The APA Publication Manual tells us:
The prime objective of scientific reporting is clear communication. You can achieve this by presenting ideas in an orderly manner and by expressing yourself smoothly and precisely. Establishing a tone that conveys the essential points of your study in an interesting manner will engage readers and communicate your ideas more effectively. … In describing your research, present the ideas and findings directly, but aim for an interesting and compelling style and a tone that reflects your involvement with the problem. (VandenBos, 2010, pp. 65-66)
The APA Manual and other guides can instruct us on the mechanics of academic style, but how do we learn to develop a tone and compelling style that is acceptable to editors and professors yet retains our original stamp?
Adrian Holliday, author of Doing & Writing Qualitative Research, observes that academic writers have a particular dilemma: we must balance extensive reference to others’ work with our inclusion of own perspectives. We need to demonstrate our knowledge of prior published literature about the topic at hand, while at the same time explaining our own ideas, experiences, and critical insights.
Despite these challenges, Holliday argues that “there is a place for powerful, personal authorship” in scholarly writing (Holliday, 2016, p. 127). Similarly, Ken Hyland observes that “academic writing… is an act of identity: it not only conveys disciplinary ‘content’ but also carries a representation of the writer” (Hyland, 2002, p. 1092). How do we represent ourselves, while situating our work within the academic conversation of our respective fields? See the linked resources here and share your strategies for developing a scholarly voice in the #AcWriMo threads and in the Tweetchats.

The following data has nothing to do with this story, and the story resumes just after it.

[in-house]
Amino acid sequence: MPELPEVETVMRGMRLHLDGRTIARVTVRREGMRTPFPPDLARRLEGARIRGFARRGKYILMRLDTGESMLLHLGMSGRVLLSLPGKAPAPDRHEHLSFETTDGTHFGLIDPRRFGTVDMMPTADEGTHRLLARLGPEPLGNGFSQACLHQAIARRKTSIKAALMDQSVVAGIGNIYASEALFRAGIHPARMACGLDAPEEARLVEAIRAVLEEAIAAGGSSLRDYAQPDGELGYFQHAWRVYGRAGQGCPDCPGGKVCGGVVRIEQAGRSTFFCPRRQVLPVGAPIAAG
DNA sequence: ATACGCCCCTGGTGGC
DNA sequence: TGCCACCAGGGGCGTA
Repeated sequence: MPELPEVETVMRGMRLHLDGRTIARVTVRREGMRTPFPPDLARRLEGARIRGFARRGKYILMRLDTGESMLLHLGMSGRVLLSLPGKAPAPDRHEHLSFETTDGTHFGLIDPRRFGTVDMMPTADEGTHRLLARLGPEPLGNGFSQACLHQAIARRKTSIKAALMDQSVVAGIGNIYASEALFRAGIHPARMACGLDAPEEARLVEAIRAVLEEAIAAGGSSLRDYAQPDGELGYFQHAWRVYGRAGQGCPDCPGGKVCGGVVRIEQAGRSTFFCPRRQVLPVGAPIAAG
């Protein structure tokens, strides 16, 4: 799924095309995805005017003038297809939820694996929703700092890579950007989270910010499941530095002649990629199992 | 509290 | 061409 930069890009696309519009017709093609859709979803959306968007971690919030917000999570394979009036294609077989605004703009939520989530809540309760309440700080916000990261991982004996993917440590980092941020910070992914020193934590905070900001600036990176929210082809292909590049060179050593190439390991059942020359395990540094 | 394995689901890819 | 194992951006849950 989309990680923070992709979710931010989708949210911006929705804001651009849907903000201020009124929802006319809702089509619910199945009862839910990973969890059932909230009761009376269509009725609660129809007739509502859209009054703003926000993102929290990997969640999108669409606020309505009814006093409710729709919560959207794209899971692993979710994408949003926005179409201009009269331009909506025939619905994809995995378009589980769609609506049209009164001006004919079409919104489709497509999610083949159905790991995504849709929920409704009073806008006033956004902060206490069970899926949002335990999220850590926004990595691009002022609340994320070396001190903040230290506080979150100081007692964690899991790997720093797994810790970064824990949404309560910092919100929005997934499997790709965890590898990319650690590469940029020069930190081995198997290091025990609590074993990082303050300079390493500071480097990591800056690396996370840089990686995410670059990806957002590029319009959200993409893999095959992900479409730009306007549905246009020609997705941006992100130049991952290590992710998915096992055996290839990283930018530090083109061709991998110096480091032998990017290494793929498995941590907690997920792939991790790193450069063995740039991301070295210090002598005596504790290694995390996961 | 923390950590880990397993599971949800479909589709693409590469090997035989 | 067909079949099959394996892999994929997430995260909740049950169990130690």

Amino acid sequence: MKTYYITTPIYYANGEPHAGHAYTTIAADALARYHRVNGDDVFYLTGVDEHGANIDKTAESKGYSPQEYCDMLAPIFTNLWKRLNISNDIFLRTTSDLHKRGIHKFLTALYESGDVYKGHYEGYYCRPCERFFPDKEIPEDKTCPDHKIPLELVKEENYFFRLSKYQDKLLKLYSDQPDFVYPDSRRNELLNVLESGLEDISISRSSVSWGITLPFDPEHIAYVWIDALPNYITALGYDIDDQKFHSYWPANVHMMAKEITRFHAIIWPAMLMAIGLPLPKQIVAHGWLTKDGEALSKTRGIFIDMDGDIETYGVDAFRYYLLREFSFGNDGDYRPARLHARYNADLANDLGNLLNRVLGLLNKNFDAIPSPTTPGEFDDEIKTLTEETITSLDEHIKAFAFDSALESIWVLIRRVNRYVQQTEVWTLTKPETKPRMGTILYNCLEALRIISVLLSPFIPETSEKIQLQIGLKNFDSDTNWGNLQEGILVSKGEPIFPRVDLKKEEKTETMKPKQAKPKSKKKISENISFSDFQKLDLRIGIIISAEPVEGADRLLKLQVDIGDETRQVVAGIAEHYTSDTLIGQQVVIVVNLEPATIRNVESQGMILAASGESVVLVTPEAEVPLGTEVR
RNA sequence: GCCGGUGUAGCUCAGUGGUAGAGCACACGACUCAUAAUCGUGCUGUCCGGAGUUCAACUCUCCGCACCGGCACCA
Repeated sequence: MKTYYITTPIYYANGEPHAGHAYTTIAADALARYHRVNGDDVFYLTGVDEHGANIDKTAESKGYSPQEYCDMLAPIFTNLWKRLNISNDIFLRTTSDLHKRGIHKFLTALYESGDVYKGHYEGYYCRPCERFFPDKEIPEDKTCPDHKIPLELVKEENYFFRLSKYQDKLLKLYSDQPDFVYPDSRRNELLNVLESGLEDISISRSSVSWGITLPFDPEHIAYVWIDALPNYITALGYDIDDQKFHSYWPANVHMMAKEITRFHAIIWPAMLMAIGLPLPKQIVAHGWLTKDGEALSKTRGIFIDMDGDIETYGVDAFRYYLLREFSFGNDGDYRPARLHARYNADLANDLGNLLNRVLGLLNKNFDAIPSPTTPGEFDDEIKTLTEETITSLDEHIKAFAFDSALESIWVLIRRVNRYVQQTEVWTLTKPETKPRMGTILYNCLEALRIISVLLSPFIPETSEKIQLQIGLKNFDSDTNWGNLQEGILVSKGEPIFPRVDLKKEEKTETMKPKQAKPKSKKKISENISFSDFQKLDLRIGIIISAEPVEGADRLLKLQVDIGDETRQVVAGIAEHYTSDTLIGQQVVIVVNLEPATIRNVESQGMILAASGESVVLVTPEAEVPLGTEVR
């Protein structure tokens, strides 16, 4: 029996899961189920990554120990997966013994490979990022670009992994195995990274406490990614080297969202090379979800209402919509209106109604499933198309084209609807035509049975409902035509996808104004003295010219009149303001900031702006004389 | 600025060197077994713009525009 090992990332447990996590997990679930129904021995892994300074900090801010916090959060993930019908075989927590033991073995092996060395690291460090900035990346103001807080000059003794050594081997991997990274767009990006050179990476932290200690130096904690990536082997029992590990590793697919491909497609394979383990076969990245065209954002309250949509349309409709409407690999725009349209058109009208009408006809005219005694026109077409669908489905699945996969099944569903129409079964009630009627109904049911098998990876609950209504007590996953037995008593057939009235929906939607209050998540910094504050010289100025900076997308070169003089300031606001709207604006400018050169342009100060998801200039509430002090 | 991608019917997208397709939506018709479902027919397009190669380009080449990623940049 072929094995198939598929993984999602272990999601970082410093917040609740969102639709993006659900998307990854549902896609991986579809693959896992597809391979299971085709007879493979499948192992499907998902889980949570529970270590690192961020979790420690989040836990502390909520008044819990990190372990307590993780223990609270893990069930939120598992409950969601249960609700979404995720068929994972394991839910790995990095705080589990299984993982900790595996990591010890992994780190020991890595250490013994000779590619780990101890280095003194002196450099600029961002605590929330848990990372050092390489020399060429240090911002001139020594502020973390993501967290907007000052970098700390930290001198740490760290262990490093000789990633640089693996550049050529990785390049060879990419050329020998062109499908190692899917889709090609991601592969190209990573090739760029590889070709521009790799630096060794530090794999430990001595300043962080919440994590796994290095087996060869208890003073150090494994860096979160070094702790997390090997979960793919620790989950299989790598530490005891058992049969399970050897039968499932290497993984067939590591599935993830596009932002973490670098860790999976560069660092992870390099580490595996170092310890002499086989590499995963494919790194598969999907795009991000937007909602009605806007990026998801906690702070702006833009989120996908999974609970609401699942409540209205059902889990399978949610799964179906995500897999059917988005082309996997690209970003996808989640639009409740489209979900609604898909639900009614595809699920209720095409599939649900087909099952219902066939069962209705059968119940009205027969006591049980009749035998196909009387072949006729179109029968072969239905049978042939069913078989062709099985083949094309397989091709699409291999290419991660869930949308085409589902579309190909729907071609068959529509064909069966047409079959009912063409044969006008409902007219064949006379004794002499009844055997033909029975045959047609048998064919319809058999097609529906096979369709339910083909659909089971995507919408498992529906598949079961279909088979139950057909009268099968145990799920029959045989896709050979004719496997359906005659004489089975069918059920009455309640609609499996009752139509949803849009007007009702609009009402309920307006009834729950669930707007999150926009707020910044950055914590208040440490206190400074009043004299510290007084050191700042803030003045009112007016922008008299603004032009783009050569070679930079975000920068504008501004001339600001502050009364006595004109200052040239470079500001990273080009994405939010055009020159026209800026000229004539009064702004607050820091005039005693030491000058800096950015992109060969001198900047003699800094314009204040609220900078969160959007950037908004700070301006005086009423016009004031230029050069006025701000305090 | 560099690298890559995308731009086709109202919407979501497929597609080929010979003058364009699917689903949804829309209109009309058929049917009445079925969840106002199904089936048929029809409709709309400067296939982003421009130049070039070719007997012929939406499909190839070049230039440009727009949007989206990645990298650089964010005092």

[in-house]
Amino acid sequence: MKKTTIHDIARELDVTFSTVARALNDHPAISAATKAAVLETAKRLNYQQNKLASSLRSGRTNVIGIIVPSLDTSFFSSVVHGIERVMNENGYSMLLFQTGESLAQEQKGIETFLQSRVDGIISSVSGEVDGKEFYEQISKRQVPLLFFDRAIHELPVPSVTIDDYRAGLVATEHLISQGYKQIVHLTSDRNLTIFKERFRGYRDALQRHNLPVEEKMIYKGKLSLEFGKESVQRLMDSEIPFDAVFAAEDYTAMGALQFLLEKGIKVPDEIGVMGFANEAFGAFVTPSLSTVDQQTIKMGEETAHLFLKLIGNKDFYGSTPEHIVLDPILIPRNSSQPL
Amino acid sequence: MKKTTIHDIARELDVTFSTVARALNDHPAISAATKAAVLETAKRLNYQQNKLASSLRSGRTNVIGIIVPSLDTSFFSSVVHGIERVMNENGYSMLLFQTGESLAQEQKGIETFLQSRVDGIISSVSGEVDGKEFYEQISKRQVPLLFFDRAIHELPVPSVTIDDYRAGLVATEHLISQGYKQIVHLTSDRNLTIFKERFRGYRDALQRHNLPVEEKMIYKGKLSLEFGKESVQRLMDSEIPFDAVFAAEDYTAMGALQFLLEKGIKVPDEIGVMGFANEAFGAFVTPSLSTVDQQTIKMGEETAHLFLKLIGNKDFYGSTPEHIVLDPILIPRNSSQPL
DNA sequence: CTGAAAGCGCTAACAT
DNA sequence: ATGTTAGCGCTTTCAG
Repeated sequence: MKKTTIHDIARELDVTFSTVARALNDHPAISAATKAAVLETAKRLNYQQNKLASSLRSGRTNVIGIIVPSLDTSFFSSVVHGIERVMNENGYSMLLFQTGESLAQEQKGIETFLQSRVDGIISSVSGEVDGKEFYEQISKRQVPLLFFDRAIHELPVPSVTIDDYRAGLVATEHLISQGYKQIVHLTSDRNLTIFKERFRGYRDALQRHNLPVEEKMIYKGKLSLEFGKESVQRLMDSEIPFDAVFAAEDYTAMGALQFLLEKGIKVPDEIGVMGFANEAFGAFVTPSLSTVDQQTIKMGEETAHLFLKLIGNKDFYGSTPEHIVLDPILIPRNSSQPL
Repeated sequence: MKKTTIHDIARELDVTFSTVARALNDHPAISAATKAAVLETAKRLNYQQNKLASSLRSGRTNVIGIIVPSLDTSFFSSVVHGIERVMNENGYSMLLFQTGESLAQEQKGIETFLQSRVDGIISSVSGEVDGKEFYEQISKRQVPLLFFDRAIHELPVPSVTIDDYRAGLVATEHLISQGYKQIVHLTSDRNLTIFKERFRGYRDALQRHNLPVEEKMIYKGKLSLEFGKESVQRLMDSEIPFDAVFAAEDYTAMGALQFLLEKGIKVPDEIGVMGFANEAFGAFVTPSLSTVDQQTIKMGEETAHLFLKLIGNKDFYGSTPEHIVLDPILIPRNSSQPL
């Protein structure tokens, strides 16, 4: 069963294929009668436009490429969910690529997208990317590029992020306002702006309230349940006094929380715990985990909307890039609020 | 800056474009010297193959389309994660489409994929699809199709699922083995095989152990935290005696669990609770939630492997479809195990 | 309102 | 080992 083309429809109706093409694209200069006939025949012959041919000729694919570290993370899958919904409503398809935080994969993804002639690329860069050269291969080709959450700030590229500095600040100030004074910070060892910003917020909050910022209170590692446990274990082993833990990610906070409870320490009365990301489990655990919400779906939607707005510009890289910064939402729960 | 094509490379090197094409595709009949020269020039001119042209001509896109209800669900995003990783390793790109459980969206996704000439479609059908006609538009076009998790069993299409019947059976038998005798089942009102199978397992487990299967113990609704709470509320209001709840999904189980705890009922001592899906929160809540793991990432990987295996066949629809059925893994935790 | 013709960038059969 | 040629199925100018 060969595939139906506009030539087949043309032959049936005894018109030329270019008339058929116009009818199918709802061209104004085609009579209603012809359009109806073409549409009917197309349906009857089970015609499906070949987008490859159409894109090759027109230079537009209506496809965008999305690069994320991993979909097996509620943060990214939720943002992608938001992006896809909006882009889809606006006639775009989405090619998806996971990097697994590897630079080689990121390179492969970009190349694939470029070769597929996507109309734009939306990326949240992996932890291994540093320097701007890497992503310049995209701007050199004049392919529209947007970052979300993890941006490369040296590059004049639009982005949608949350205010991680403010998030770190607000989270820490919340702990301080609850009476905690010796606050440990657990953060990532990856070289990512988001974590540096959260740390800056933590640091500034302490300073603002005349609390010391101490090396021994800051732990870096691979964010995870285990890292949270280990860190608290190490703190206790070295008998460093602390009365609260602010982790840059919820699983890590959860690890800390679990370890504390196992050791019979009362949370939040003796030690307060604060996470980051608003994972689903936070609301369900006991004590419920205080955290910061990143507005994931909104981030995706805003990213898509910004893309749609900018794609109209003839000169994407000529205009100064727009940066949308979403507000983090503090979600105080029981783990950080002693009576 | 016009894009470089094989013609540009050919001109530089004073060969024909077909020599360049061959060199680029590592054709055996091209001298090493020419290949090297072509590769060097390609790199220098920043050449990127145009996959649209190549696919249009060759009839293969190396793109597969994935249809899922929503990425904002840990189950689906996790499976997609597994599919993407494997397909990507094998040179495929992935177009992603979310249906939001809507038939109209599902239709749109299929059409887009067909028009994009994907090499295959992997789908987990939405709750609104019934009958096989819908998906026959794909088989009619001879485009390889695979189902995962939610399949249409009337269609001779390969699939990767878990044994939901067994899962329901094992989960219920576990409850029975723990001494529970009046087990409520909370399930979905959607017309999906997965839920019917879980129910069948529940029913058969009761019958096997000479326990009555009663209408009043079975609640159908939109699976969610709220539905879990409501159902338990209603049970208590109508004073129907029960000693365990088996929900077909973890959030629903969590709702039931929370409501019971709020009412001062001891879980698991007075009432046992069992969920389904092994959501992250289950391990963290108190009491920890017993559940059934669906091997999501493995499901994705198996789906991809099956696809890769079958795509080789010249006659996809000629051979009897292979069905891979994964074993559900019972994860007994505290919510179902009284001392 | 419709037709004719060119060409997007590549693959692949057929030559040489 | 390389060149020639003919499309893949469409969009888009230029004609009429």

Holliday, A. (2016). Doing & writing qualitative research (3rd ed.). Thousand Oaks: SAGE Publication. See Holliday – Doing & Writing Qualitative Research – Chapter 6)
Hyland, K. (2002). Authority and invisibility: Authorial identity in academic writing. Journal of Pragmatics, 34(8), 1091-1112. doi: https://doi.org/10.1016/S0378-2166(02)00035-8
VandenBos, G. R. (Ed.) (2010). Publication manual of the American Psychological Association (6th ed.). Washington, DC: American Psychological Association.
More Resources on the Scholarly Voice
- Voice in Academic Writing handout from the University of Melbourne
- Scholarly Voice: Overview from the Walden University Writing Program
- Academic Writing resources from the Online Writing Lab (OWL) at Purdue University
- Contribution and Voice in Academic Writing from Rachael Cayley’s Exploration of Style blog
- How to Become an Academic Writer: Part 1 – Building an Academic Vocabulary from SAGE Connection
- Writing Across the Academic Life-Span (click for 30-sec clip) from the Textbook and Academic Authors Association
- Academic voice: On feminism, presence, and objectivity in writing by Kim Mitchell